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The ACCU passes on review copies of computer books to its members for them to review. The result is a large, high quality collection of book reviews by programmers, for programmers. Currently there are 1918 reviews in the database and more every month.
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Title:
C++ Program Design (2ed)
Author:
James Cohoon&Jack Davidson
ISBN:
0 07 228235 5
Publisher:
McGraw-Hill
Pages:
896pp+CD
Price:
£??
Reviewer:
Brett Fishburne
Subject:
beginner's c++
Appeared in:
12-3
This book is an introduction to C++ programming and does very little with 'design'. The book is full of errors, which will swiftly confuse and frustrate new readers. The errors are rarely in the code, fortunately. The authors' attempts to demonstrate the output of their programs, as text or graphics, are frequently incorrect and often misleading. In the process of revising the book, the authors have made reference to code pieces that are no longer a part of the book and have poorly integrated the concept of a
namespace
by throwing it into an appendix with exception handling (although the STL is included fairly well). They even suggest that any file with a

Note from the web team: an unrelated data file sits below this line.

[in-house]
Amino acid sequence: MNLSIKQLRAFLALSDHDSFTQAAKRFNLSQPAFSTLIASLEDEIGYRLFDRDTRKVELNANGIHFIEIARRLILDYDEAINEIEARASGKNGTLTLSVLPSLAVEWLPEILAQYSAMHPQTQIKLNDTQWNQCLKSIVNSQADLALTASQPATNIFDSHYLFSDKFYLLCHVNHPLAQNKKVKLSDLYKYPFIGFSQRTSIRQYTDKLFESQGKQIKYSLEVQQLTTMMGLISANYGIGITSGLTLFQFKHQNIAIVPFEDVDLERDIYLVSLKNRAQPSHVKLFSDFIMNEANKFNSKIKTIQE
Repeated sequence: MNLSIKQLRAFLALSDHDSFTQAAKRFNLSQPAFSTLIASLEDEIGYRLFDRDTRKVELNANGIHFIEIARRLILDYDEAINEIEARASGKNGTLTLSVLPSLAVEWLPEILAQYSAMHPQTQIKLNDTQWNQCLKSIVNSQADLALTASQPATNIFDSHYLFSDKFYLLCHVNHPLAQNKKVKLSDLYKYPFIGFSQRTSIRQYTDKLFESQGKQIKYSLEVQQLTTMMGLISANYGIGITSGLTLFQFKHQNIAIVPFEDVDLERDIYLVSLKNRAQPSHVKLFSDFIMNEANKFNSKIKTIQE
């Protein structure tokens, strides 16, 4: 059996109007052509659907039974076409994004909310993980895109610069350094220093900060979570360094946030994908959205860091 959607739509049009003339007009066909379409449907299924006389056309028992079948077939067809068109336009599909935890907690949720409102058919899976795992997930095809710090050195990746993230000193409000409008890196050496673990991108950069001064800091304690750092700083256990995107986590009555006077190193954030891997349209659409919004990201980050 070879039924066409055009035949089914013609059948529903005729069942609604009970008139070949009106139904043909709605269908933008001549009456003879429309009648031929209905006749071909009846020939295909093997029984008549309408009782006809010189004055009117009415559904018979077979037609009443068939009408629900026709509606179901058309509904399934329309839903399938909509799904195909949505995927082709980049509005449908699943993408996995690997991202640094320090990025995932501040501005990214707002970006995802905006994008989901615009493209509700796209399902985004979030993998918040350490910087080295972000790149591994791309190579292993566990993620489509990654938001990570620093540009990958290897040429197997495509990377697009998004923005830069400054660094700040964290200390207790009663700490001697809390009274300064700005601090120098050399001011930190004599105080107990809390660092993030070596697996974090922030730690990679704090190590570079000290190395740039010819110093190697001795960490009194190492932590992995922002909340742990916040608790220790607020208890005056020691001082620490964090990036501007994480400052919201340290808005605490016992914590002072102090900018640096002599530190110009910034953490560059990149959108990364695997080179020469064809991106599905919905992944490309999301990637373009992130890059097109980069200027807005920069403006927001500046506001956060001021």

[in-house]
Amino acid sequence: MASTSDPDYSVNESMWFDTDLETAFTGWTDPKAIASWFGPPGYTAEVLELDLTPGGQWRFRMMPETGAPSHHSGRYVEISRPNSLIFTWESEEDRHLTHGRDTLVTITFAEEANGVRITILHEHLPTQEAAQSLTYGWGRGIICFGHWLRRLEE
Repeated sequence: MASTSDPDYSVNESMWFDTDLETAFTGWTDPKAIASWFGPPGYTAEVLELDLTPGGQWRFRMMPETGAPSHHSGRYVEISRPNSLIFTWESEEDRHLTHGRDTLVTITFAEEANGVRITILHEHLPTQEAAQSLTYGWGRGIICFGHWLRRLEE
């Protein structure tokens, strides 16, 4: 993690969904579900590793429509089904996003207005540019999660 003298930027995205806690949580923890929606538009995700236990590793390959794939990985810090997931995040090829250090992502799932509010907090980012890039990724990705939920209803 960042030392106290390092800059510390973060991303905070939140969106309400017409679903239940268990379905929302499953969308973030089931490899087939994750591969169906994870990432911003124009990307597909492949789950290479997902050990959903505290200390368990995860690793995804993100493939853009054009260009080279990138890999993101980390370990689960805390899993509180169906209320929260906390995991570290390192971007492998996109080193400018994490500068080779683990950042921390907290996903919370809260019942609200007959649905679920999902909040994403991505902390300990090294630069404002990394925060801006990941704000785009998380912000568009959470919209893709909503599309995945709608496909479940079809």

.h
extension should be global in scope (p. 231)!

On the bright side object oriented programming is mentioned early and reinforced frequently, although classes are not addressed until very late in the book (Chapter 8 of 15). The authors also do an excellent job of presenting the assignment operator (

=
) as a distinct function from the equality operator (
==
). This distinction is often confusing for beginning programmers, but is well handled in this book.

The programming examples generally rely on the EZWindows library, which comes with the book and performs rudimentary graphics manipulation. EZWindows itself is absent the values of namespaces and the library is only explained late in the book (Chapter 11), long after it has been required for a variety of examples and exercises.

One other minor peeve was that in the first chapter the authors introduce a game (bug hunt) to be programmed, which they say will be addressed later - it turns out that later is the last chapter. Perhaps this would not be so bad except that the authors state in the preface that in their classes they do not actually teach the last chapter. Indeed, in their classes, they skip most of the latter half of the book (most of the chapter on arrays, all of the chapter on pointers and dynamic memory and the chapter on templates and polymorphism). Sadly, the authors don't spend enough time talking about what makes C++ great and too much time fooling around with graphics.

While this book has many good points, I would not recommend it for C++ design or programming.